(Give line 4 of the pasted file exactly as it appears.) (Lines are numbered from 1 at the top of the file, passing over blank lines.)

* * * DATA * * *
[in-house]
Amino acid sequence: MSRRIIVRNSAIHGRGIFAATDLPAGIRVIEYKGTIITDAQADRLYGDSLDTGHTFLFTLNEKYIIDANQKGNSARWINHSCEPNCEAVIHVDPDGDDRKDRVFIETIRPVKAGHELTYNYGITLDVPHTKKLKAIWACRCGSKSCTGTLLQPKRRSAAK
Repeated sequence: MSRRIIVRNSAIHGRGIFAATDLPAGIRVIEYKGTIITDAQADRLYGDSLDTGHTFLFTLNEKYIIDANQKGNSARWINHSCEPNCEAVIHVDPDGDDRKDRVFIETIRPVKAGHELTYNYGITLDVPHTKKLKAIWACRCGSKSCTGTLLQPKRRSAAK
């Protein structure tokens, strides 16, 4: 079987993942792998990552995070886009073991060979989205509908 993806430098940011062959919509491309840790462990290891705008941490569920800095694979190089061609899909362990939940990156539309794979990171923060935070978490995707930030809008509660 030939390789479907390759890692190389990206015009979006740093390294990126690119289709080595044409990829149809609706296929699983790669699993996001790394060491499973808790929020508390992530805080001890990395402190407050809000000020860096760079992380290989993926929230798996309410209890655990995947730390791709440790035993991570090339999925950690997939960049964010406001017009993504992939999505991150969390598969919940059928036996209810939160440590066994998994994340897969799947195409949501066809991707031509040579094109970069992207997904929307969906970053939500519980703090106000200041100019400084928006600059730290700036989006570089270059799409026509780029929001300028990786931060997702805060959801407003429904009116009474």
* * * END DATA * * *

């Protein structure tokens, strides 16, 4: 079987993942792998990552995070886009073991060979989205509908 993806430098940011062959919509491309840790462990290891705008941490569920800095694979190089061609899909362990939940990156539309794979990171923060935070978490995707930030809008509660 030939390789479907390759890692190389990206015009979006740093390294990126690119289709080595044409990829149809609706296929699983790669699993996001790394060491499973808790929020508390992530805080001890990395402190407050809000000020860096760079992380290989993926929230798996309410209890655990995947730390791709440790035993991570090339999925950690997939960049964010406001017009993504992939999505991150969390598969919940059928036996209810939160440590066994998994994340897969799947195409949501066809991707031509040579094109970069992207997904929307969906970053939500519980703090106000200041100019400084928006600059730290700036989006570089270059799409026509780029929001300028990786931060997702805060959801407003429904009116009474």